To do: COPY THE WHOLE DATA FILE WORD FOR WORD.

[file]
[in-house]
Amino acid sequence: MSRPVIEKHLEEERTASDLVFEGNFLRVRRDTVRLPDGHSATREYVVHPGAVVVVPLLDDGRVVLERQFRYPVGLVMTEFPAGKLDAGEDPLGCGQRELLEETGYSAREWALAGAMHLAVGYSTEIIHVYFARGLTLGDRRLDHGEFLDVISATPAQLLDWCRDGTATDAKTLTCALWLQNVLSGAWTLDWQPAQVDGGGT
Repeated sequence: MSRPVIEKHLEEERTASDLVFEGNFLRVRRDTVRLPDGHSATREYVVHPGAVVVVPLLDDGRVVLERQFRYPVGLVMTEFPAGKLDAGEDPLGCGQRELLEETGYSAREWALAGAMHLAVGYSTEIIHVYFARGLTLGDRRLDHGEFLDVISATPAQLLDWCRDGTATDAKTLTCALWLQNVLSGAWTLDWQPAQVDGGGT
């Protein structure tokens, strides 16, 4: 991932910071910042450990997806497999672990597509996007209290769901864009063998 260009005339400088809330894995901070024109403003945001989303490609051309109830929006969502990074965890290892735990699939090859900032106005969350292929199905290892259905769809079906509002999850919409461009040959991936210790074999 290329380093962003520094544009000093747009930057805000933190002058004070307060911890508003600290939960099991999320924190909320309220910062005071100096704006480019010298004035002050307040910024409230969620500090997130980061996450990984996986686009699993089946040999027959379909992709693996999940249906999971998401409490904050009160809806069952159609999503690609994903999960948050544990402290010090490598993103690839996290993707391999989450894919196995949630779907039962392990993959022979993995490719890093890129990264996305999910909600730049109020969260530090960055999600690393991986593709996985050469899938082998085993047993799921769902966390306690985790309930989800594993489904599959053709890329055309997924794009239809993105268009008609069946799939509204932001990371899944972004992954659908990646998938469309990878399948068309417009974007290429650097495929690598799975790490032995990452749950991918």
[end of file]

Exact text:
[in-house]
Amino acid sequence: MSRPVIEKHLEEERTASDLVFEGNFLRVRRDTVRLPDGHSATREYVVHPGAVVVVPLLDDGRVVLERQFRYPVGLVMTEFPAGKLDAGEDPLGCGQRELLEETGYSAREWALAGAMHLAVGYSTEIIHVYFARGLTLGDRRLDHGEFLDVISATPAQLLDWCRDGTATDAKTLTCALWLQNVLSGAWTLDWQPAQVDGGGT
Repeated sequence: MSRPVIEKHLEEERTASDLVFEGNFLRVRRDTVRLPDGHSATREYVVHPGAVVVVPLLDDGRVVLERQFRYPVGLVMTEFPAGKLDAGEDPLGCGQRELLEETGYSAREWALAGAMHLAVGYSTEIIHVYFARGLTLGDRRLDHGEFLDVISATPAQLLDWCRDGTATDAKTLTCALWLQNVLSGAWTLDWQPAQVDGGGT
């Protein structure tokens, strides 16, 4: 991932910071910042450990997806497999672990597509996007209290769901864009063998 260009005339400088809330894995901070024109403003945001989303490609051309109830929006969502990074965890290892735990699939090859900032106005969350292929199905290892259905769809079906509002999850919409461009040959991936210790074999 290329380093962003520094544009000093747009930057805000933190002058004070307060911890508003600290939960099991999320924190909320309220910062005071100096704006480019010298004035002050307040910024409230969620500090997130980061996450990984996986686009699993089946040999027959379909992709693996999940249906999971998401409490904050009160809806069952159609999503690609994903999960948050544990402290010090490598993103690839996290993707391999989450894919196995949630779907039962392990993959022979993995490719890093890129990264996305999910909600730049109020969260530090960055999600690393991986593709996985050469899938082998085993047993799921769902966390306690985790309930989800594993489904599959053709890329055309997924794009239809993105268009008609069946799939509204932001990371899944972004992954659908990646998938469309990878399948068309417009974007290429650097495929690598799975790490032995990452749950991918």